In order to set the alternative operating modes, the decoder 54 is provided with additional outputs S0:4. The decoder is designed such that it keeps all of these additional outputs at the logic value 0 unless it receives one of the reserve bit patterns from the mode register 40. However, if the decoder 54 receives any of the reserve bit patterns, it blocks the operation of the digital counting and comparison circuit 51, 53 and produces setting information at the additional outputs S0:4 for other alternative operating modes of the DRAM module 1.
In the illustrated example, the decoder 54 sets the six outputs B0:5 for the tRAS numerical value to 000000, as is shown in the table in
The nine reserve bit patterns of the bits A6:10 and the additional decoder outputs S0:4 can then be used for different alternative mode settings. As is shown in
Embodiments of the invention have been described above in conjunction with the setting of the tRAS time, as an example of one advantageous application. However, the invention is not restricted to this application, but can also be used for setting other waiting times. In the same way, the designs chosen for the described embodiment should be regarded only as examples and may be varied depending on the requirements. By way of example, the desired fineness of the adjustment process and the maximum size of the adjustment range of the numerical values for the waiting time determine the magnitude of the number m of bits or mode register cells required for this adjustment process, and the magnitude of the proportion of the time value bit patterns that are used for the adjustment process (in comparison to the number of reserve bit patterns).
The numerical values for waiting time adjustment in turn depend on how high the repetition frequency of the counting pulses is. These pulses may be derived from the rising or falling edges of the clock signal CLK, so that their repetition frequency corresponds to the clock frequency. The pulses may also be derived from the rising and falling edges of the clock signal CLK, so that their repetition frequency is equal to twice the clock frequency. If desired, a frequency multiplier or a frequency divider (not shown) can also be used.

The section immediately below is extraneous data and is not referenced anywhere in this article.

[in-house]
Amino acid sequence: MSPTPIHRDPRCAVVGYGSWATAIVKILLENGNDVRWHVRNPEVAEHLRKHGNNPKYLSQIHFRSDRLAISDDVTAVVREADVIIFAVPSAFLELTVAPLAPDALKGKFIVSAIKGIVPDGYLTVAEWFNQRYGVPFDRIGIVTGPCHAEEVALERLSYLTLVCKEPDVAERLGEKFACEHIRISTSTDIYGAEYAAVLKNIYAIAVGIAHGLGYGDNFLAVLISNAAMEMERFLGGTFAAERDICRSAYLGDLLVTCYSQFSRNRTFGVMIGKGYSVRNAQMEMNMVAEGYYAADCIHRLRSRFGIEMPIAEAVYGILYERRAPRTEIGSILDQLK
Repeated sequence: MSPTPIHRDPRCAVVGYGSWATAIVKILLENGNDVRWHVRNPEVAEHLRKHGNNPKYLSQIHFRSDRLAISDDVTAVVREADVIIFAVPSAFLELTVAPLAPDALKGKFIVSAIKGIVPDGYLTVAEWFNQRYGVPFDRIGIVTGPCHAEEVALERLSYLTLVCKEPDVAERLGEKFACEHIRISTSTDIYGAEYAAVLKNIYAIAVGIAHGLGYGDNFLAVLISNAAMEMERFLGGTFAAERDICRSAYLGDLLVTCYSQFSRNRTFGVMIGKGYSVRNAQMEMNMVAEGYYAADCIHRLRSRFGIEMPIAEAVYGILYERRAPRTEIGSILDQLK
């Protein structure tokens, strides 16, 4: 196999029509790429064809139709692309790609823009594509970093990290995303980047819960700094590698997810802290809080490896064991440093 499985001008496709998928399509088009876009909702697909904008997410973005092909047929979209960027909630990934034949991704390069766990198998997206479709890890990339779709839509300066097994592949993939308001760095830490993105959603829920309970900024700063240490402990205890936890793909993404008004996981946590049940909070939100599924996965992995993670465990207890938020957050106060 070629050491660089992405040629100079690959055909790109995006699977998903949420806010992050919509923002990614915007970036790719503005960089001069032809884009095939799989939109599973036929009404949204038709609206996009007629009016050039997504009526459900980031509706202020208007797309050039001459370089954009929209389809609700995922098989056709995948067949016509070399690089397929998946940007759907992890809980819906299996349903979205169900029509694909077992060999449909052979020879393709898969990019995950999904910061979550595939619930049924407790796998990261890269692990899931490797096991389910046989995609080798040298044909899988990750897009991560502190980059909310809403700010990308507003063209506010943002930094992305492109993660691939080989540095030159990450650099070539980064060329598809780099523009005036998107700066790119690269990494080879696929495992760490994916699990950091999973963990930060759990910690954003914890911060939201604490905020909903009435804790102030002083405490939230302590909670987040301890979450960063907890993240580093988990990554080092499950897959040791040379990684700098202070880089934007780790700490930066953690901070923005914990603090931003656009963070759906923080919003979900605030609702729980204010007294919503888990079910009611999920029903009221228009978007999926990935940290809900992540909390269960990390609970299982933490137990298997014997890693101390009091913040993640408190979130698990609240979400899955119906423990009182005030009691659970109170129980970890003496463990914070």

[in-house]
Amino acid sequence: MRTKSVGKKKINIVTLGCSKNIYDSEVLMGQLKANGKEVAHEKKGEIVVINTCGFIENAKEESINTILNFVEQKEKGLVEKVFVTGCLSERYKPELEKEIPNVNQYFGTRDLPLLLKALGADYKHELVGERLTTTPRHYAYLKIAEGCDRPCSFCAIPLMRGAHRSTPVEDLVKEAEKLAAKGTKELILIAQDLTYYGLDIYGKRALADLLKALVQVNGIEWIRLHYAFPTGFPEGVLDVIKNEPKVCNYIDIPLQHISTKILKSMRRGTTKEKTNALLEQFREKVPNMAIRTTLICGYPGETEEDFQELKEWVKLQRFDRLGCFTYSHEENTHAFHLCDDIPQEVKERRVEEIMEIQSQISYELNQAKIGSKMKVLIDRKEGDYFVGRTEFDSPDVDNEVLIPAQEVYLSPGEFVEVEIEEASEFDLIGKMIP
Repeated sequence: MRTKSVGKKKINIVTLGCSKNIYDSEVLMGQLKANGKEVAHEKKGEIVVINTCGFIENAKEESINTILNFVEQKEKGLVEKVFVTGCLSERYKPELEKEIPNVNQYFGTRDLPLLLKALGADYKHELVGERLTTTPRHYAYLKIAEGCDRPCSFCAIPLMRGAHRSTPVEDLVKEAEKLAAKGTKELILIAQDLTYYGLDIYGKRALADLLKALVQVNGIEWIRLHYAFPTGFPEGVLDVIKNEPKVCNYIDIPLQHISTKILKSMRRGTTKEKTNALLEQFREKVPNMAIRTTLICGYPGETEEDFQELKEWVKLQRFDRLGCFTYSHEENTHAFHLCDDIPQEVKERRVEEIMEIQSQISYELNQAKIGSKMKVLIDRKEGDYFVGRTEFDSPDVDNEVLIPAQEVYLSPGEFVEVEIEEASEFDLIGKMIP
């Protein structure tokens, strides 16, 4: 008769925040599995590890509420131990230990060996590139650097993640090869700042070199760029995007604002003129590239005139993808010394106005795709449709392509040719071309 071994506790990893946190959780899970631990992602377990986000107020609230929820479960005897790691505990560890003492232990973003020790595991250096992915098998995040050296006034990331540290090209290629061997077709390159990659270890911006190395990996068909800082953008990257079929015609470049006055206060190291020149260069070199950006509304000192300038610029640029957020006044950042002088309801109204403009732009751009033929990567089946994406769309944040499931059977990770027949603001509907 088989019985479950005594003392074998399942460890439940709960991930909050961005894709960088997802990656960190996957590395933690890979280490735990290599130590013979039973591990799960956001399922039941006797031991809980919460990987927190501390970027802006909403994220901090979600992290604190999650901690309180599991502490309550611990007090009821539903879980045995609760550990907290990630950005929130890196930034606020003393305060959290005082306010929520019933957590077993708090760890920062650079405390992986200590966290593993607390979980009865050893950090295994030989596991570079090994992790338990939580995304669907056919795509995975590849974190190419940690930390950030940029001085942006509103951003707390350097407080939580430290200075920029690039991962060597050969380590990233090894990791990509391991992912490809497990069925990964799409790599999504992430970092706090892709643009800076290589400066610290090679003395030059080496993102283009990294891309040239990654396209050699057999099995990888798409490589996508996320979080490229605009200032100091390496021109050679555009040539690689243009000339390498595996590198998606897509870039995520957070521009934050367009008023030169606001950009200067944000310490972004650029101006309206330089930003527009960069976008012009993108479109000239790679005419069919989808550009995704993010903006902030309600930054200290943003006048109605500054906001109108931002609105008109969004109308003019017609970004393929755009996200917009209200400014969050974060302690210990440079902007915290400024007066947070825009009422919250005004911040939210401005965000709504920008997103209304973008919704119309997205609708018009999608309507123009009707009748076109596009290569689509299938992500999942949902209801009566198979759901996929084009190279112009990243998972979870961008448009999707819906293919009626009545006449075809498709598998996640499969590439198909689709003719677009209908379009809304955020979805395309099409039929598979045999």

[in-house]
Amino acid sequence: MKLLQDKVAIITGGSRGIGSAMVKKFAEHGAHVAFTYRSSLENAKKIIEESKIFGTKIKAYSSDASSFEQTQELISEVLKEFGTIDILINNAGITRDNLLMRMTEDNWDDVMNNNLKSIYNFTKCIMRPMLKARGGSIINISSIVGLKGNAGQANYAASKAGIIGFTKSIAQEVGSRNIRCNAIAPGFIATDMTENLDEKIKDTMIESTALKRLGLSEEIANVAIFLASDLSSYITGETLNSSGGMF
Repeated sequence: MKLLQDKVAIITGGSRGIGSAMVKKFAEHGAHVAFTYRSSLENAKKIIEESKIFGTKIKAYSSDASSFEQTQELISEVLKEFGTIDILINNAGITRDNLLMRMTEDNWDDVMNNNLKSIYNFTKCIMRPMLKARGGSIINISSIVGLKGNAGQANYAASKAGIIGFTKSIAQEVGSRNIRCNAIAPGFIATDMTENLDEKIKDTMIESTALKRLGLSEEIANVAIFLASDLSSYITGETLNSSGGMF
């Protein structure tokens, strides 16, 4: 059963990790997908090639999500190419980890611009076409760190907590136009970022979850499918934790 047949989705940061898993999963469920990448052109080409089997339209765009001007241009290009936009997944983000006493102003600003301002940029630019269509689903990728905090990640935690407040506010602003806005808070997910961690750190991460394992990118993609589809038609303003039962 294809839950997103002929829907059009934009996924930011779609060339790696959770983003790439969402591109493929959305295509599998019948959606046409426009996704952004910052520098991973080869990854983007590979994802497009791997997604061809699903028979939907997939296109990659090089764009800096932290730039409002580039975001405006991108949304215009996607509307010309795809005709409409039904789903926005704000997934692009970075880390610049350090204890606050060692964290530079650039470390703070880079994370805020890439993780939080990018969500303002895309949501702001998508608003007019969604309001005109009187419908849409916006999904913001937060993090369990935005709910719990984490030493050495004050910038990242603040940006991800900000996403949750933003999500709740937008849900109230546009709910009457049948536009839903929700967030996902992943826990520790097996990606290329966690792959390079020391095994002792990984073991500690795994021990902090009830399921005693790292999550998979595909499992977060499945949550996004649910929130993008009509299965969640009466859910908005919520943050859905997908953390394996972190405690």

In one alternative embodiment of the invention, the pulse counter, which is used as a timer can be designed and connected such that it is set to the selected numerical value of the waiting time at or before the start, and then counts downwards on reception of the counting pulses in order to signal the end of the waiting time on reaching the count of zero.
While the foregoing is directed to embodiments of the present invention, other and further embodiments of the invention may be devised without departing from the basic scope thereof, and the scope thereof is determined by the claims that follow.
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|U.S. Classification||365/233.1, 365/189.07, 365/189.05, 365/236, 365/194|
|Cooperative Classification||G11C11/4076, G11C7/222, G11C7/22|
|European Classification||G11C7/22A, G11C11/4076, G11C7/22|
|Jun 13, 2006||AS||Assignment|
Owner name: INFINEON TECHNOLOGIES AG, GERMANY